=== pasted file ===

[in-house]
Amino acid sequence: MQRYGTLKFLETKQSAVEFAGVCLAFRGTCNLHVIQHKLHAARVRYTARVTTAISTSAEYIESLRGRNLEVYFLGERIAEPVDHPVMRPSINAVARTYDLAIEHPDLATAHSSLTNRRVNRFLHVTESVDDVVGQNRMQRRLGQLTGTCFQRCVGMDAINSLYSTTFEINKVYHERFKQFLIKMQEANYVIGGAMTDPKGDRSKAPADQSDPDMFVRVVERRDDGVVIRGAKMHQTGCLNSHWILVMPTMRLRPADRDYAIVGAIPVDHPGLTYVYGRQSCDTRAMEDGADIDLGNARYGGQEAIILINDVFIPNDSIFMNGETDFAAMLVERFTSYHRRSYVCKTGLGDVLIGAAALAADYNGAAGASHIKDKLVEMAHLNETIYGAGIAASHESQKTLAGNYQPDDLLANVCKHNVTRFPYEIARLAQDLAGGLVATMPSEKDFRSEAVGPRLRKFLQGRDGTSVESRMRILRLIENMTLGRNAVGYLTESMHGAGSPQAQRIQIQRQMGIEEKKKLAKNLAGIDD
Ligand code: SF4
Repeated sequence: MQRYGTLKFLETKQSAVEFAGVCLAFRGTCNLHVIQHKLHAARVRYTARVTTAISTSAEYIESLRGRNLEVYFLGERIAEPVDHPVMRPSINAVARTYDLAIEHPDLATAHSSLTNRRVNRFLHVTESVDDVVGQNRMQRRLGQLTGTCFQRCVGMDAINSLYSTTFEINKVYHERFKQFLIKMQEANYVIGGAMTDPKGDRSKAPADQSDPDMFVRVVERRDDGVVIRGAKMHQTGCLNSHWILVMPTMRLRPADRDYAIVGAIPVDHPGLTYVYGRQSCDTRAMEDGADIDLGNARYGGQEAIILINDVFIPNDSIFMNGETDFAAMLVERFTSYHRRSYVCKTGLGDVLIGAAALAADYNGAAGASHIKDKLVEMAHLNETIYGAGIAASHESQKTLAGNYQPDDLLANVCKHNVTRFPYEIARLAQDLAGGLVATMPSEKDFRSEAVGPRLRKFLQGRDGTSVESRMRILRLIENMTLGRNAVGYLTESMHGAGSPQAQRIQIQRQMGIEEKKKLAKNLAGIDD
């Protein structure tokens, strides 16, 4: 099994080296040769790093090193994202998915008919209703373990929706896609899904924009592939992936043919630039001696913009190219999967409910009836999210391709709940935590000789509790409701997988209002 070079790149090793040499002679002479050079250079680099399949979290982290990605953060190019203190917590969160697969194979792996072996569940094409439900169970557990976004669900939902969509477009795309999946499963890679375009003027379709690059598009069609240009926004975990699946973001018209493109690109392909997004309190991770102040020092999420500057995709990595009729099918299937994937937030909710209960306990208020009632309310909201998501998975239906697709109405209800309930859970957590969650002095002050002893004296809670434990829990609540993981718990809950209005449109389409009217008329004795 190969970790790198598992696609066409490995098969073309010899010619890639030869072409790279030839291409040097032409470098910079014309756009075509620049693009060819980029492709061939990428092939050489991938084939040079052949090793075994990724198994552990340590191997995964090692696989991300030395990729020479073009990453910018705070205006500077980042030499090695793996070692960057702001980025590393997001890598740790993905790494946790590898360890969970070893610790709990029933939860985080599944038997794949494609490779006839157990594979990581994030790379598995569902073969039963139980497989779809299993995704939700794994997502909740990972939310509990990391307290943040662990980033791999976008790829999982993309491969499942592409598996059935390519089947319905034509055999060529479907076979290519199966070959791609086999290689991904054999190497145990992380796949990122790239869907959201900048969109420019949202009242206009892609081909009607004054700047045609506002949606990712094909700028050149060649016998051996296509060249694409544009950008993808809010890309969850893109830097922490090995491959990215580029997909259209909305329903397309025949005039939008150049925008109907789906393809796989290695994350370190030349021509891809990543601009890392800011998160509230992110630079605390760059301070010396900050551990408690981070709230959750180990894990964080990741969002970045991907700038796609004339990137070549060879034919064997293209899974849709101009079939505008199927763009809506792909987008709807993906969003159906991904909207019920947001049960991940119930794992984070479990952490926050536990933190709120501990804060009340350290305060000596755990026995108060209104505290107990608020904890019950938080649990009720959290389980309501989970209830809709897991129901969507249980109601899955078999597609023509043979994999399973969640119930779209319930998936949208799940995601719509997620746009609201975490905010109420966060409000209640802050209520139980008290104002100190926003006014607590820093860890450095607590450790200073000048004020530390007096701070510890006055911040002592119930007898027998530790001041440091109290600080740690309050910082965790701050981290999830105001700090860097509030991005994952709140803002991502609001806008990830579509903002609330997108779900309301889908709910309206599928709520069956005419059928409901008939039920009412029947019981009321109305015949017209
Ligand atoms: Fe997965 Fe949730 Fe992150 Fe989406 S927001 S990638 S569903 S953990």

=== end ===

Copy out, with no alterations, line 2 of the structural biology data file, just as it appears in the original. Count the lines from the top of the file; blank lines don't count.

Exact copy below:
Amino acid sequence: MQRYGTLKFLETKQSAVEFAGVCLAFRGTCNLHVIQHKLHAARVRYTARVTTAISTSAEYIESLRGRNLEVYFLGERIAEPVDHPVMRPSINAVARTYDLAIEHPDLATAHSSLTNRRVNRFLHVTESVDDVVGQNRMQRRLGQLTGTCFQRCVGMDAINSLYSTTFEINKVYHERFKQFLIKMQEANYVIGGAMTDPKGDRSKAPADQSDPDMFVRVVERRDDGVVIRGAKMHQTGCLNSHWILVMPTMRLRPADRDYAIVGAIPVDHPGLTYVYGRQSCDTRAMEDGADIDLGNARYGGQEAIILINDVFIPNDSIFMNGETDFAAMLVERFTSYHRRSYVCKTGLGDVLIGAAALAADYNGAAGASHIKDKLVEMAHLNETIYGAGIAASHESQKTLAGNYQPDDLLANVCKHNVTRFPYEIARLAQDLAGGLVATMPSEKDFRSEAVGPRLRKFLQGRDGTSVESRMRILRLIENMTLGRNAVGYLTESMHGAGSPQAQRIQIQRQMGIEEKKKLAKNLAGIDD